Trump plans to ask for another $8.6B to fund border wall

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Leading Democrats immediately rejected the plan, signaling another bruising fight just weeks after a standoff that led to a 35-day partial government shutdown, the longest in USA history.

President Donald Trump will try a third time to get the funding needed to build his signature anti-illegal immigration measure, a complete wall across the United States' southern border.

House Budget Committee Chairman John A. Yarmuth, Kentucky Republican, said the administration is starting off on the wrong foot for the forthcoming budget and spending negotiations with the proposal it rolled out Monday.

The House voted February 26 to block the emergency declaration, and enough Republicans have said they'll also vote against it for it to pass in the Senate.

House Speaker Nancy Pelosi and Senate Minority Leader Charles Schumer admonished President Donald Trump on Sunday for the White House's reported plan to secure an additional $8.6 billion in funding from Congress for his long-promised border wall, warning the commander-in-chief that history would "repeat itself" should he follow through with this request. They said the money "would be better spent on rebuilding America". It provides money to fight opioid addiction and $291 million to "defeat the HIV/AIDS epidemic".

The tax and spending blueprint calls for saving $2.8 trillion over the coming decade by cutting non-defense discretionary programs, curbing health care costs, imposing tougher work requirements on welfare programs and restructuring federal student loans, among other things.

The administration pointed to the 2020 budget's reduction of "nondefense programmatic spending by 5 percent" to a cap level below that in 2019.

To achieve the boost in defense spending, the White House is proposing to more than double the amount of money in a special overseas war fund for next year.

Indeed, under the projections included in the budget plan, the country would run a deficit of $631 billion in 2025 (which would be Trump's eighth budget, if he remains in office that long)-hardly smaller than the $666 billion deficit in the final fiscal year of Preisdent Barack Obama's time in office. The administration is counting on robust economic growth, including from the 2017 Republican tax cuts, to push down the red ink.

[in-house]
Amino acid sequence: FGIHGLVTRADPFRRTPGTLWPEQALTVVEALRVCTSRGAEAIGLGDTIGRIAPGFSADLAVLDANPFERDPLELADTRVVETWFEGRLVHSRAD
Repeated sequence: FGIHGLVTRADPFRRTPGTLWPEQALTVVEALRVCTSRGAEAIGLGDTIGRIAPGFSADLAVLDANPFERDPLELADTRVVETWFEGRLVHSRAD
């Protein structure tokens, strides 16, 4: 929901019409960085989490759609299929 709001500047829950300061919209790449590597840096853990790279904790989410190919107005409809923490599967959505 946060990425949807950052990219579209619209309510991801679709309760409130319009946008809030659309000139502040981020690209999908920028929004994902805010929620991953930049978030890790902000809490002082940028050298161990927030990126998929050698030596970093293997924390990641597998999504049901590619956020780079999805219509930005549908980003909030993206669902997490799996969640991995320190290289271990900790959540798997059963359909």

He warned the annual deficit will exceed a trillion dollars a year and that interest payments on the national debt will exceed military spending by 2024.

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Growing budget deficits would run contrary to the narrative put forth by the Trump administration that a package of tax cuts that took force a year ago will pay for themselves through faster economic growth.

While pushing down spending in some areas, including the Environmental Protection Agency, the proposal will seek to increase funding in others to align with the president's priorities, according to one official. Overall, Trump is seeking $12.2 billion.

For the fiscal year that begins October 1, Trump would increase defense spending by about 5 percent to $750 billion, despite a spending cap imposed by a deficit reduction law that requires cuts. Now, with Democrats in charge of the House, this year's proposal is even less likely to be enacted.

Trump and his Republican allies had been on the offensive on health care in recent months, after several Democratic candidates struggled to answer questions about how they would pay for universal coverage and whether they would allow Americans to keep their private insurance.

In an attempt to reiterate the crisis at the border and the promise of the wall, President Trump took to Twitter. Another $2.7 billion would go toward ICE detention beds.

Meanwhile, it would add $60 million for charter schools and $200 million for school safety initiatives.

It cuts the Department of Housing and Urban Development by 16 percent and Education by 10 percent, but includes $1 billion for a child care fund championed by the president's daughter, Ivanka Trump, a White House adviser. The plan again targets reducing veteran suicides as a top priority and sets aside $4.3 billion to improve the department's computer system and website.

The White House on Monday proposed capping out-of-pocket prescription drug expenses for seniors covered by Medicare, re-emphasizing Trump administration support for a concept endorsed both by pharmaceutical companies and congressional Democrats.

Kudlow says Trump's budget "points a steady glide path" toward lower federal spending and federal borrowing as a share of the nation's economy.